There are many other websites and apps that help bring the world to classrooms to facilitate experiential learning. This post stems from our 2015 session at the ACTFL conference where you will find additional resources: Live the Language: Integrating Experiential Learning into the Classroom.

About the Authors

Cassandra Glynn, PhD., is an Assistant Professor in the Department of Education and the Director of the Master of Education in World Language Instruction at Concordia College, Moorhead, MN. She teaches undergraduate elementary and secondary world language methods courses, general secondary methods, a graduate level course on integrating technology into language instruction, and when she is lucky, a German course here or there. Cassandra is also the co-author of Words and Actions: Teaching Languages through the Lens of Social Justice and co-teaches an institute on teaching for social justice in the world language classroom at CARLA, University of Minnesota.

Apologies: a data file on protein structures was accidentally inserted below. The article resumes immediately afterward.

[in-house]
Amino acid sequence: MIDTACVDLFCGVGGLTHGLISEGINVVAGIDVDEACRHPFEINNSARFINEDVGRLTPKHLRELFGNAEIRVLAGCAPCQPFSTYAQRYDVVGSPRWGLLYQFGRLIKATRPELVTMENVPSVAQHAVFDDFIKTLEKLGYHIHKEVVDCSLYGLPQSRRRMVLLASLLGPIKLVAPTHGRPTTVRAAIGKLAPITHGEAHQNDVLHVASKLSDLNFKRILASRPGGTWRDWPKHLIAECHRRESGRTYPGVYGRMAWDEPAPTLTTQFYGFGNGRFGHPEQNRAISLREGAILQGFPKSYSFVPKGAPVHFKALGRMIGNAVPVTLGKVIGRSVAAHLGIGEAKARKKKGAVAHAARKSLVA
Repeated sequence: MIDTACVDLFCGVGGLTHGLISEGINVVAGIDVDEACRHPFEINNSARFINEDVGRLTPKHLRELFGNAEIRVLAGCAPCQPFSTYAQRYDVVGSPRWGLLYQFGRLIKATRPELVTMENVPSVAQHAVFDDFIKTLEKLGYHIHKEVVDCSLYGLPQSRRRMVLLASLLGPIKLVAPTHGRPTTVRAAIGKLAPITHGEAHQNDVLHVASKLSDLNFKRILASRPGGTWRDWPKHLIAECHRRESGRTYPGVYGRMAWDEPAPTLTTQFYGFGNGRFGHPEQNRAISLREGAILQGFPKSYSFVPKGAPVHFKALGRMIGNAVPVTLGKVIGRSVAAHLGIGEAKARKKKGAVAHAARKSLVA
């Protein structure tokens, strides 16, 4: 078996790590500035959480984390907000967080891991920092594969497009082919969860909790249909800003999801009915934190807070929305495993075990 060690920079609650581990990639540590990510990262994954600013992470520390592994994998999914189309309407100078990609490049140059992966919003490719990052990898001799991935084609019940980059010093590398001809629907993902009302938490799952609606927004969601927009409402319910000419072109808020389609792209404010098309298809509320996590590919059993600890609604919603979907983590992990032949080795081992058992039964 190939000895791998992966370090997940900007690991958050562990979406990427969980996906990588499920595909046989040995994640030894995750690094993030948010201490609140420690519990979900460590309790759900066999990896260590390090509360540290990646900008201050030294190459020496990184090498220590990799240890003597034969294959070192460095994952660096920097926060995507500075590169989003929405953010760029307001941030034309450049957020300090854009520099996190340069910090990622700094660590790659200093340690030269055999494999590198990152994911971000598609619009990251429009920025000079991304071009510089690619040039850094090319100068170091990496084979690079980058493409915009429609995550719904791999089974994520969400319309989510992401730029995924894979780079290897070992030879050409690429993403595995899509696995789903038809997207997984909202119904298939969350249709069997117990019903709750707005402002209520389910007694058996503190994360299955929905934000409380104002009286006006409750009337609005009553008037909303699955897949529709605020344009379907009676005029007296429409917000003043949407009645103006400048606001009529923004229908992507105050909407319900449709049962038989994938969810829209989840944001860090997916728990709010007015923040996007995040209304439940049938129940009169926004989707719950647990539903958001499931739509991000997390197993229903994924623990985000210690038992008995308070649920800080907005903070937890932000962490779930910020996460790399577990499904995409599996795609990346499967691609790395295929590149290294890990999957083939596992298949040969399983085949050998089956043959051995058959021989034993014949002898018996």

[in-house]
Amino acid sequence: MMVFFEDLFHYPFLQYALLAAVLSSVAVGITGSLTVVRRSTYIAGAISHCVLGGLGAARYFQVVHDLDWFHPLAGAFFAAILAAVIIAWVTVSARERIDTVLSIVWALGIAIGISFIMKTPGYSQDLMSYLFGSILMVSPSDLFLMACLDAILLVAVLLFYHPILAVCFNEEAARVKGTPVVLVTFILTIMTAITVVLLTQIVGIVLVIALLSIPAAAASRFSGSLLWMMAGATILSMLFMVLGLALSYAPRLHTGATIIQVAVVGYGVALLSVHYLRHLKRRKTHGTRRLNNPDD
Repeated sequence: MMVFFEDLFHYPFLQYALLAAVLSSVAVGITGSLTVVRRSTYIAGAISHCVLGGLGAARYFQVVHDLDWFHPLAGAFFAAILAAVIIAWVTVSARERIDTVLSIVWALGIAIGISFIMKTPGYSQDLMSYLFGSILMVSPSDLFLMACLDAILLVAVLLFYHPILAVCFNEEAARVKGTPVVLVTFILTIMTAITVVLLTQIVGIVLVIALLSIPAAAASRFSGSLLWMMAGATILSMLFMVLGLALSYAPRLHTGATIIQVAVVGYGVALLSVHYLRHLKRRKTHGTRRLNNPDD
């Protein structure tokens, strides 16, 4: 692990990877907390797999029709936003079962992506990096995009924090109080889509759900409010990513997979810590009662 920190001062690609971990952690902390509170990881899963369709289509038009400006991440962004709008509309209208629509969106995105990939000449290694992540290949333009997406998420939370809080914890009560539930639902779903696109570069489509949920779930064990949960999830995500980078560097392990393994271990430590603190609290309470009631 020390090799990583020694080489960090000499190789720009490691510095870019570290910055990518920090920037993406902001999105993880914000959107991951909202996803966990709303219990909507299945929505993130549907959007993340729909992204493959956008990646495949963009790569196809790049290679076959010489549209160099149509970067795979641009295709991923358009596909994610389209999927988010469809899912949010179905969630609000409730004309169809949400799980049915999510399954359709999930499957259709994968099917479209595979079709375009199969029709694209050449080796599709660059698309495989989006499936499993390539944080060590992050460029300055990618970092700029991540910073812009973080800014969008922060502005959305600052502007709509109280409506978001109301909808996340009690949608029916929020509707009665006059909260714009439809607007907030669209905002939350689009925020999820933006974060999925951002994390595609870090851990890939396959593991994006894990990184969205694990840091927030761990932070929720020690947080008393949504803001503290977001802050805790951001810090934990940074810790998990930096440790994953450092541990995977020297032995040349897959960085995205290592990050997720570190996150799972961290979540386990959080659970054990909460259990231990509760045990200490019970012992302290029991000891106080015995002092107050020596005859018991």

Brandon Locke is the Director of World Languages at the Anchorage School District in Alaska, where he oversees K–12 immersion and non-immersion language programs serving 8,000 students in 7 different languages. He has been on staff at the Language Villages for 18 years, serving six years as dean of Lac du Bois. Now, he serves as dean of Concordia Language Villages' Educator Programs, leading professional development for world language teachers each summer. Currently pursuing a PhD at Indiana University, Brandon has a strong passion for teacher education, specifically improving K–12 language programming.